The little plow

About halfway through my drive to work, I caught myself letting my car drift gently from one lane into the other without signalling. Bad habit, I thought. The windshield wipers swished across the glass in front of me, temporarily clearing the melted snow. I signalled belatedly.

As I approached each stoplight, I pumped the brakes, aware of how long it might take me to slow down. I turned the corners with care. I noticed how much easier it was to drive in someone else’s tracks, and how I felt briefly out of control when I tried to drive in a different lane.

I’m an English teacher and a writer: I was already developing a somewhat ham-handed metaphor as I drove – carefully – through the snow. Snow driving and this school year – snow driving and hybrid learning – snow driving and equity work… I shaped the metaphor in one part of my brain even though most of my brain was occupied with getting me to school safely.

Then I saw the truck. A semi, big for the downtown streets, was paused at the corner ahead of me. Wait. Not paused; it was stuck. Or… not quite stuck, but not far from it. I was driving slowly, and now I slowed even more. As I came to a stop a good ways back, a little orange sidewalk plow skittered off the sidewalk and across the street. The driver waved and placed his little plow between two lanes of traffic and the truck, creating a nice gap to let the big rig maneuver. The semi backed up and tried again to move forward. Nothing. The plow driver waved to us again, then turned his bright orange machine so the plow was forward, ran up behind the truck and pushed. I almost laughed at the earnest effort of the little plow coming to the aid of the giant truck. We were rooting for them – and not only because we’d now missed two light cycles. Still, no luck.

Now the little plow backed up, hesitated, then scooted up alongside the truck’s cab. The plow driver gestured, and the truck’s reverse lights lit up again. I’d almost swear that little plow did a joyful little skip as it wiggled in front of the truck and started clearing the offending corner.

Safe now, I drove slowly forward, a line of cars following behind me in a gentle curve around the area – just enough to make sure the truck and its plow had lots of space – and towards the signal twenty feet in front of us. The light turned green right when I got there, but a glance in my rearview mirror showed that little orange plow up on the sidewalk again, spinning around, as the now-freed truck pulled onto the main street.

Who needs a heavy-handed metaphor when a little orange sidewalk plow comes to rescue a truck?

Image result for ottawa sidewalk snow removal
This isn’t the plow, but it could have been.
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10 thoughts on “The little plow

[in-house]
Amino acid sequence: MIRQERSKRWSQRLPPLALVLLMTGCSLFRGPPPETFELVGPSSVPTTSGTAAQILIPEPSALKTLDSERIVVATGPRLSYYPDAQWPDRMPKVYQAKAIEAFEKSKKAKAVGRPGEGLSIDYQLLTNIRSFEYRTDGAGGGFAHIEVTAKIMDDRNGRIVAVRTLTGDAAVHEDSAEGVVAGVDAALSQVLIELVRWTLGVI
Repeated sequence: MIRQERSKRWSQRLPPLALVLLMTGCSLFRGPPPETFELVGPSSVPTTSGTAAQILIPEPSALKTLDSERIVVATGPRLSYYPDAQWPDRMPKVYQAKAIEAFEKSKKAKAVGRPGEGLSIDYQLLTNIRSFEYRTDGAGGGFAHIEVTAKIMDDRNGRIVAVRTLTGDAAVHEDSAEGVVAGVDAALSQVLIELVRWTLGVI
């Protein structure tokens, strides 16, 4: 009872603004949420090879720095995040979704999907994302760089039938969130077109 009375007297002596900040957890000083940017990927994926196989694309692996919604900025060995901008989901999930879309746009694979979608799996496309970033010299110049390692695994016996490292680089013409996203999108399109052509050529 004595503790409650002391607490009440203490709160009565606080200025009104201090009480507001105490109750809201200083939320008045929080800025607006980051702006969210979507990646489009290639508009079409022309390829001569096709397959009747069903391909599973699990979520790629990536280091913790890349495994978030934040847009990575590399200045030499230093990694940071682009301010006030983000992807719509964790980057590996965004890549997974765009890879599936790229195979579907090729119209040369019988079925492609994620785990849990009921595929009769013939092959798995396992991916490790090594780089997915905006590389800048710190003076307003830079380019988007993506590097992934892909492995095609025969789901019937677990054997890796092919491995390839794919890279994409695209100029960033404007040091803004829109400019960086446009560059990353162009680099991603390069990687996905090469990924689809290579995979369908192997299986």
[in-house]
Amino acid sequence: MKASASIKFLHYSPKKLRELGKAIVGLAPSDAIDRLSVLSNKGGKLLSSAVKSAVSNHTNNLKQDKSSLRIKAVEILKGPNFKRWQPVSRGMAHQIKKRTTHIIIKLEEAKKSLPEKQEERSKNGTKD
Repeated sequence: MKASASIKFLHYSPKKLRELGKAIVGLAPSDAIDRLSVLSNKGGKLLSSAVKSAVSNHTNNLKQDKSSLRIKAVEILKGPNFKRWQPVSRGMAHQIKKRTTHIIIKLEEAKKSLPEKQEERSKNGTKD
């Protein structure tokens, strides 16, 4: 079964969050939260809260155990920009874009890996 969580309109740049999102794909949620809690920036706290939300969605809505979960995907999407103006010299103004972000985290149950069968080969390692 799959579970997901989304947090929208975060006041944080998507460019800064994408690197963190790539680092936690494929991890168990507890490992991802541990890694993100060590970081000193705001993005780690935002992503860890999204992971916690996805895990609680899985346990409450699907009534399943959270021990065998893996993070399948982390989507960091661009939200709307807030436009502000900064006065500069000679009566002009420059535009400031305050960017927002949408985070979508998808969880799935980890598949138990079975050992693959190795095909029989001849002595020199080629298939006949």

1. The Little Blue Truck. That’s what this reminds me of! We read that book until it fell apart. If I think really hard I can probably still recite the whole thing even though the book is long forgotten on a shelf in my 8-year-old’s room. (The Little Blue Truck helps a dump truck that is stuck in the muck!)

    Can I also say I never think of you doing anything other than walking to all of your destinations! Such a weird thing for me to suddenly think, “Well of course she drives some places!”

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  2. I love how you are on the lookout for meaning everywhere through a dangerously snowy drive! I also love how the little snowplow rescued the big truck- sometimes the little things (or snowplows) can make the big things happen was my takeaway!

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  3. This is such a riveting and delightful tale! You had me from the metaphor of drive to this, my most favourite part: “Now the little plow backed up, hesitated, then scooted up alongside the truck’s cab. The plow driver gestured, and the truck’s reverse lights lit up again. I’d almost swear that little plow did a joyful little skip as it wiggled in front of the truck and started clearing the offending corner.” The ability to bring the reader into the moment, to feel the urging on of the underdog, the outmatched snow plow was just remarkable. I’m learning so much from your ability to tell stories.

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  4. It’s funny, when we’re aware of it, how our minds work during something as routine as a morning commute. I was following the metaphor, but like you I was able to move on to the scene with the plow, and what a scene it was! Thanks for sharing this northern slice (although, as I’m writing this, snow continues to fall on the southern United States–we’re getting it here, too)!

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